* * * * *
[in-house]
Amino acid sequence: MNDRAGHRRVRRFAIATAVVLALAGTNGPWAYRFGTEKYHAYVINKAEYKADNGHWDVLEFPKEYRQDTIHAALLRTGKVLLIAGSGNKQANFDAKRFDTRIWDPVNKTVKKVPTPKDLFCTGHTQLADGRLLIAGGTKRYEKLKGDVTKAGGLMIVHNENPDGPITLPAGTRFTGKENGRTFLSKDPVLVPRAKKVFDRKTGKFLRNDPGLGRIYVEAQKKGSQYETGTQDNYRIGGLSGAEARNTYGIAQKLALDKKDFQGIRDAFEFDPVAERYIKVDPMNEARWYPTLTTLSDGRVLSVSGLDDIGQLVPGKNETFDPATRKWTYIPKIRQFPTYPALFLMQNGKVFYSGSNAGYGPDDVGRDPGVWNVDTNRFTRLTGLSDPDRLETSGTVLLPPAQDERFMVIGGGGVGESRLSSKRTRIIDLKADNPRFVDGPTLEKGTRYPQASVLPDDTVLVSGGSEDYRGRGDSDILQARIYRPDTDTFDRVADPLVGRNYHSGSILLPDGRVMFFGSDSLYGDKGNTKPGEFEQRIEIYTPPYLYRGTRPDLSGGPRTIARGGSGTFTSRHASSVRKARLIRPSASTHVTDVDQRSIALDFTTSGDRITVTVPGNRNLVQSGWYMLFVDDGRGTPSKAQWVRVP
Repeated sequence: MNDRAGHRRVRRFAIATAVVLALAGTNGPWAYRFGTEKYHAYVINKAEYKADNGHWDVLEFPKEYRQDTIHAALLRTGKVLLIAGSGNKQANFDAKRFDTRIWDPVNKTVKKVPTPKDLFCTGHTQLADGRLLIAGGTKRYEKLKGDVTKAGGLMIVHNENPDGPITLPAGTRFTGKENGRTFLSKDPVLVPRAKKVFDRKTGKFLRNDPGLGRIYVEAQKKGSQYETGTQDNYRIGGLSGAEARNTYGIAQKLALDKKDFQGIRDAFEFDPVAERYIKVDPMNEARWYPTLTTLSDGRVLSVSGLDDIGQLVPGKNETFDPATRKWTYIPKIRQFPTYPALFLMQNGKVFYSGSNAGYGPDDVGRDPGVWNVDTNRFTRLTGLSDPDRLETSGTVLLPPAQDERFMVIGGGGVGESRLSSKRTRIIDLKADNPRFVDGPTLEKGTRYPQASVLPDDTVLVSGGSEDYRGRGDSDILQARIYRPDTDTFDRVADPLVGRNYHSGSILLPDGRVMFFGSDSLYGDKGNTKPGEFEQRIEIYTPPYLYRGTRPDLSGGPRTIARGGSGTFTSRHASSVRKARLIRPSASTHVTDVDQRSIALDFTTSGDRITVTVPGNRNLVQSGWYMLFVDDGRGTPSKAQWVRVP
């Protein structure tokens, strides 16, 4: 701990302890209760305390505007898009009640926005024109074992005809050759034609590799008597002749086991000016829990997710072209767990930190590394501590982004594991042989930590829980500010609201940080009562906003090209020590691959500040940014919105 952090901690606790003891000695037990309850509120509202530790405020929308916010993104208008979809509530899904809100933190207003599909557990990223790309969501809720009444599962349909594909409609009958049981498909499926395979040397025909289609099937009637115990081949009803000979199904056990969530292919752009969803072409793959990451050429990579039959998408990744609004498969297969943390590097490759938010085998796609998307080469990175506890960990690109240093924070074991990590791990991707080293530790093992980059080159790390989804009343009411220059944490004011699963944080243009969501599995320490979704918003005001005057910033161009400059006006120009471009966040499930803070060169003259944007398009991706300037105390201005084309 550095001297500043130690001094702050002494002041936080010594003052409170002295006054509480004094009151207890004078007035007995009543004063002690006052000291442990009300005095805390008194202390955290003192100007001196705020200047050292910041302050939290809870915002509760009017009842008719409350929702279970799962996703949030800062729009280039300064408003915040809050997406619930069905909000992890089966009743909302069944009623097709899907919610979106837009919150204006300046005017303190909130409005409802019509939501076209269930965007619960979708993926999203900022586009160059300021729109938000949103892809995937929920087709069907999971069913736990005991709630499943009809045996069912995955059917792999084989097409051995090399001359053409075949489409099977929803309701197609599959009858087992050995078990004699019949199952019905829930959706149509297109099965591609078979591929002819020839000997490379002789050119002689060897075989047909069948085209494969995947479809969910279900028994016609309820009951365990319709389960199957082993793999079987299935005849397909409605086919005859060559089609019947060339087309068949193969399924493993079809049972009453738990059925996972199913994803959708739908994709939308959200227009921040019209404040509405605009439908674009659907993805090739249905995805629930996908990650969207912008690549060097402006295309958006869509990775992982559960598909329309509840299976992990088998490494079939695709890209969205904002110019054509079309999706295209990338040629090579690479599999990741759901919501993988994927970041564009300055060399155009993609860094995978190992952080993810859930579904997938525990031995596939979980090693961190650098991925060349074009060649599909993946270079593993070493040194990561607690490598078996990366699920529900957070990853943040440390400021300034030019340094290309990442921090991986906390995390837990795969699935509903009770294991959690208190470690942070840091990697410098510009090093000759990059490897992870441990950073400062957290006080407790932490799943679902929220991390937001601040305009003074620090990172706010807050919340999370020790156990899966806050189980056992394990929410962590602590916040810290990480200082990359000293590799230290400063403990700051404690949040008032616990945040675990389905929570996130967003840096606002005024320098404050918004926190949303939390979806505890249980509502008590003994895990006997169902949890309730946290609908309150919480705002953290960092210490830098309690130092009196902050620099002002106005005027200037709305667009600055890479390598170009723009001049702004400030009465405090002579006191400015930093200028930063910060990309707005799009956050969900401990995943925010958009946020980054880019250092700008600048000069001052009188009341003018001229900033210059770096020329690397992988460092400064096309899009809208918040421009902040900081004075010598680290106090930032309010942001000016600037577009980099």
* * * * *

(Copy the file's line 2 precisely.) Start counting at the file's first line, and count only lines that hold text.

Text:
Amino acid sequence: MNDRAGHRRVRRFAIATAVVLALAGTNGPWAYRFGTEKYHAYVINKAEYKADNGHWDVLEFPKEYRQDTIHAALLRTGKVLLIAGSGNKQANFDAKRFDTRIWDPVNKTVKKVPTPKDLFCTGHTQLADGRLLIAGGTKRYEKLKGDVTKAGGLMIVHNENPDGPITLPAGTRFTGKENGRTFLSKDPVLVPRAKKVFDRKTGKFLRNDPGLGRIYVEAQKKGSQYETGTQDNYRIGGLSGAEARNTYGIAQKLALDKKDFQGIRDAFEFDPVAERYIKVDPMNEARWYPTLTTLSDGRVLSVSGLDDIGQLVPGKNETFDPATRKWTYIPKIRQFPTYPALFLMQNGKVFYSGSNAGYGPDDVGRDPGVWNVDTNRFTRLTGLSDPDRLETSGTVLLPPAQDERFMVIGGGGVGESRLSSKRTRIIDLKADNPRFVDGPTLEKGTRYPQASVLPDDTVLVSGGSEDYRGRGDSDILQARIYRPDTDTFDRVADPLVGRNYHSGSILLPDGRVMFFGSDSLYGDKGNTKPGEFEQRIEIYTPPYLYRGTRPDLSGGPRTIARGGSGTFTSRHASSVRKARLIRPSASTHVTDVDQRSIALDFTTSGDRITVTVPGNRNLVQSGWYMLFVDDGRGTPSKAQWVRVP